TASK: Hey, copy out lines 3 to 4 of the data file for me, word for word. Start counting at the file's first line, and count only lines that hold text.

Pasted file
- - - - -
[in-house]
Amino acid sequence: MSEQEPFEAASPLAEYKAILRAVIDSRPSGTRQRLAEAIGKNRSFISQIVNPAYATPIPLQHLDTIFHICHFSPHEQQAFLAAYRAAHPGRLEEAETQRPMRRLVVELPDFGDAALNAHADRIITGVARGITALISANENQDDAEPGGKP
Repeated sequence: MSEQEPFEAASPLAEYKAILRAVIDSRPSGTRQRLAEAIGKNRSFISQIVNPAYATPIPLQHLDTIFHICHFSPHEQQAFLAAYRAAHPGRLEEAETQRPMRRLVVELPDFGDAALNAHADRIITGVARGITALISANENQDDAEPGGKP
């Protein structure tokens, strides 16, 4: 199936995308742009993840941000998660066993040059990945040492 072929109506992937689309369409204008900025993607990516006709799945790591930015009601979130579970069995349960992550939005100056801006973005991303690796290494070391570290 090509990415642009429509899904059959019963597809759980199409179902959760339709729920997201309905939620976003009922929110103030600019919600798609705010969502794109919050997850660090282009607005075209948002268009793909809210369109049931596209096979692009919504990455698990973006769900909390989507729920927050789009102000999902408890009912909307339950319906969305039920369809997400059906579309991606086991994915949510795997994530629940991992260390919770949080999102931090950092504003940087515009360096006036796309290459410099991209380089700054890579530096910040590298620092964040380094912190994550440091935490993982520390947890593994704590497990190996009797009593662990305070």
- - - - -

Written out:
Repeated sequence: MSEQEPFEAASPLAEYKAILRAVIDSRPSGTRQRLAEAIGKNRSFISQIVNPAYATPIPLQHLDTIFHICHFSPHEQQAFLAAYRAAHPGRLEEAETQRPMRRLVVELPDFGDAALNAHADRIITGVARGITALISANENQDDAEPGGKP
């Protein structure tokens, strides 16, 4: 199936995308742009993840941000998660066993040059990945040492 072929109506992937689309369409204008900025993607990516006709799945790591930015009601979130579970069995349960992550939005100056801006973005991303690796290494070391570290 090509990415642009429509899904059959019963597809759980199409179902959760339709729920997201309905939620976003009922929110103030600019919600798609705010969502794109919050997850660090282009607005075209948002268009793909809210369109049931596209096979692009919504990455698990973006769900909390989507729920927050789009102000999902408890009912909307339950319906969305039920369809997400059906579309991606086991994915949510795997994530629940991992260390919770949080999102931090950092504003940087515009360096006036796309290459410099991209380089700054890579530096910040590298620092964040380094912190994550440091935490993982520390947890593994704590497990190996009797009593662990305070």